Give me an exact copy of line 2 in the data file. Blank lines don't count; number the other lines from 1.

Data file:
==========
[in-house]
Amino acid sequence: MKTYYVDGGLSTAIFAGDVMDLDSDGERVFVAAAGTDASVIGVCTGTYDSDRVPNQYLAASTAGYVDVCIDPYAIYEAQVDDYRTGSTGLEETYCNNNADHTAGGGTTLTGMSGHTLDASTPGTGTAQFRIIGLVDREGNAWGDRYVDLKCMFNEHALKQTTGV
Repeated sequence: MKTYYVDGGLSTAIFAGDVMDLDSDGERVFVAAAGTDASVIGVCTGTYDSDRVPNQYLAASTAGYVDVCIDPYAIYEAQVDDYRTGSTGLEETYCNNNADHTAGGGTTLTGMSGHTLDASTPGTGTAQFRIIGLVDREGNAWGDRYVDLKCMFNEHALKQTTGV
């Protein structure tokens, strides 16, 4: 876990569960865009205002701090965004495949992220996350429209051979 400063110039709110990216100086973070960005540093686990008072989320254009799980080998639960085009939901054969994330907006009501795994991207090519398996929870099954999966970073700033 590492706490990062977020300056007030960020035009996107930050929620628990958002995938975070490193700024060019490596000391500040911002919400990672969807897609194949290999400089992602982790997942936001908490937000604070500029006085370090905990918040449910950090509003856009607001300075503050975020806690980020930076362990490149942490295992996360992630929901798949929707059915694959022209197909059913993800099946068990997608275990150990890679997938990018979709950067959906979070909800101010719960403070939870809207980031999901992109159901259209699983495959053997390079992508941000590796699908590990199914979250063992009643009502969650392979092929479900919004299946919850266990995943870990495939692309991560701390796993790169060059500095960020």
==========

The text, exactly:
Amino acid sequence: MKTYYVDGGLSTAIFAGDVMDLDSDGERVFVAAAGTDASVIGVCTGTYDSDRVPNQYLAASTAGYVDVCIDPYAIYEAQVDDYRTGSTGLEETYCNNNADHTAGGGTTLTGMSGHTLDASTPGTGTAQFRIIGLVDREGNAWGDRYVDLKCMFNEHALKQTTGV